Friday, November 28, 2014
   
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Local music icon receives teaching honor from rural school group

Blecha described as passionate about music, kids.

Kids and music in Gothenburg have become synonymous with a music teacher whose talents extend beyond the classroom.

That teacher recently received the Gary Fisher Outstanding Music Award by the Nebraska Rural Community Schools Association.

Most local residents have witnessed Ernie Blecha playing the piano, singing along with kids and directing major productions—all at the same time.

On Friday, the energetic 52-year-old directed his 29th Dudley Elementary musical in the Community Building gymnasium which was people-packed to the rafters.

Blecha came to Gothenburg Public Schools in 1982 to teach vocal music to youngsters in kindergarten through sixth grade.

When a position opened to teach high school students, he started out with 20 girls in chorus. Only 12 girls were signed up for junior high vocal music.

Since then, the program has grown to more than 90 students, both boys and girls, who are in the senior high choir while junior high singers number 116 out of 133 in seventh and eighth grades.

“Being in music is cool in Gothenburg, regardless of age or gender,” said superintendent Mike Teahon who nominated Blecha for the award. “He is passionate about music and passionate about kids.”

Blecha’s musical inclinations started at an early age.

Growing up on a hog and cattle farm outside of Humboldt—a tiny town of about 800—everyone in his family was involved in music, except for his dad.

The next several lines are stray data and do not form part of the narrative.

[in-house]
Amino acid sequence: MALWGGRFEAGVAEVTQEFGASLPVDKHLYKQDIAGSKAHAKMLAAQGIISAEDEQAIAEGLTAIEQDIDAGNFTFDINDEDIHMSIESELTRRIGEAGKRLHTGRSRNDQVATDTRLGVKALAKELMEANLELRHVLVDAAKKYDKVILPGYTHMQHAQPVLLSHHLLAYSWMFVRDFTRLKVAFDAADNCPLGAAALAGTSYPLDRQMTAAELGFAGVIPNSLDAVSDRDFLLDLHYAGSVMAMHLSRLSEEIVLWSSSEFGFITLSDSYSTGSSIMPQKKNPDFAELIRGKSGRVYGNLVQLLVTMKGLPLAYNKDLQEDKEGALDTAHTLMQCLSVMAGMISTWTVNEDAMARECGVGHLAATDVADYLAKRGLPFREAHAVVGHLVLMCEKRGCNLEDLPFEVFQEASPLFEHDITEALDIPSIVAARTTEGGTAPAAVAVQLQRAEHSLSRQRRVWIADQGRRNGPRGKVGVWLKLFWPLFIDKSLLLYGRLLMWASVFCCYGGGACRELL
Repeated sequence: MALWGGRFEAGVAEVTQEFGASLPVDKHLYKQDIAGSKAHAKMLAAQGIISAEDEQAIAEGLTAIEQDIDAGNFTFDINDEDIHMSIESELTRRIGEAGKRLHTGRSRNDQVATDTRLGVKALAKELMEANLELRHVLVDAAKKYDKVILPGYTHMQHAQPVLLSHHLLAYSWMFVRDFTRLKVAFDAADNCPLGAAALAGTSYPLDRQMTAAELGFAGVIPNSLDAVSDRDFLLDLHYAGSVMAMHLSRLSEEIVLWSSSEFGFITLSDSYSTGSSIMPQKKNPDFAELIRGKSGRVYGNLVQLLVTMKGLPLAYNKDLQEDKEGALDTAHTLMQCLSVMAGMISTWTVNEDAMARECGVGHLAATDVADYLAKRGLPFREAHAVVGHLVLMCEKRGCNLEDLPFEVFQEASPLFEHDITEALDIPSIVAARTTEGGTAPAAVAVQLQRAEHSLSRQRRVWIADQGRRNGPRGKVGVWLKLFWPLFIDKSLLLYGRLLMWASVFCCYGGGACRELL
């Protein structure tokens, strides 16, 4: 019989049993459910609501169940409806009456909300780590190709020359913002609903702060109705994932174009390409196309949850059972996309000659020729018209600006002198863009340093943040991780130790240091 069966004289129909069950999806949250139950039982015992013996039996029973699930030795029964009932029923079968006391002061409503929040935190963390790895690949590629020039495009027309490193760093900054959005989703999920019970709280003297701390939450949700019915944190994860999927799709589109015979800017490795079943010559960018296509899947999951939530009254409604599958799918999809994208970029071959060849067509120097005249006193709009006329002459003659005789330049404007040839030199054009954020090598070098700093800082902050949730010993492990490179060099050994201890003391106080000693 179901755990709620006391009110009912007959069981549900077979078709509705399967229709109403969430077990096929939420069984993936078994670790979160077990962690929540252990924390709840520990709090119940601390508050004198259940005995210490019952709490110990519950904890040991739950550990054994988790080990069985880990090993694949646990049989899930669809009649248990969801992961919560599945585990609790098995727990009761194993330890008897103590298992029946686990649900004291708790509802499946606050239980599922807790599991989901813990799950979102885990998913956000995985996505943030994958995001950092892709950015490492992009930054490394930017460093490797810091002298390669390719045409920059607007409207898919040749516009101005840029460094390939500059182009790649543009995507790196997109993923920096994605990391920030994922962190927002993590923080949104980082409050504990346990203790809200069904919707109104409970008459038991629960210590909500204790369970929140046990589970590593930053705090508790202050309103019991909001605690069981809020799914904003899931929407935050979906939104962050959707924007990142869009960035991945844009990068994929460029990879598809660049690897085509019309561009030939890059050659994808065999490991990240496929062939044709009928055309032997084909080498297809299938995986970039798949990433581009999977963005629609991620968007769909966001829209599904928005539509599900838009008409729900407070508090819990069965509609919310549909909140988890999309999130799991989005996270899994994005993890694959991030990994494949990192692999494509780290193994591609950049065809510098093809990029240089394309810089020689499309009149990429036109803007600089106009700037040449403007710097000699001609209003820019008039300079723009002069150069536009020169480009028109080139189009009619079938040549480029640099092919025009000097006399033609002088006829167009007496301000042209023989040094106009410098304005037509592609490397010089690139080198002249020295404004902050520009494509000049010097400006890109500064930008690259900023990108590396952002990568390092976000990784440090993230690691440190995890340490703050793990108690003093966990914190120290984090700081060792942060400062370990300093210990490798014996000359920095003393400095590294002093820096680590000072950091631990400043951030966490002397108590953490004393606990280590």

When he was 5 years old, he traveled with his mother, who sang, and three older sisters to a piano teacher in town where he would listen as his sisters played.

The teacher would let him sit on the piano bench and play for fun until she finally said his mother needed to pay for lessons for young Ernie too.

Later, Blecha took organ lessons from the hardware store owner’s wife.

He still has the church bulletin when he played his first church service at the United Methodist Church at age 12.

“It was a wonderful pipe organ that I could barely see over,” he said.

Although playing the piano and organ comes naturally, accounting was what Blecha chose when he went to college at the University of Nebraska-Lincoln.

But after two years, he decided he didn’t want to sit behind a desk all day and asked his dad if he could return home to farm.

“Dad told me I could but I had to finish my college degree,” Blecha said.

That summer, Blecha took a five-week music class and switched his major to music education.

He also chose the organ as his instrument of study.

Instead of returning to the farm when he graduated from college, Blecha moved to Gothenburg where he started his first, and only, teaching job.

“And I never sang a note in high school,” he said with a laugh.

Kids are what makes Blecha tick.

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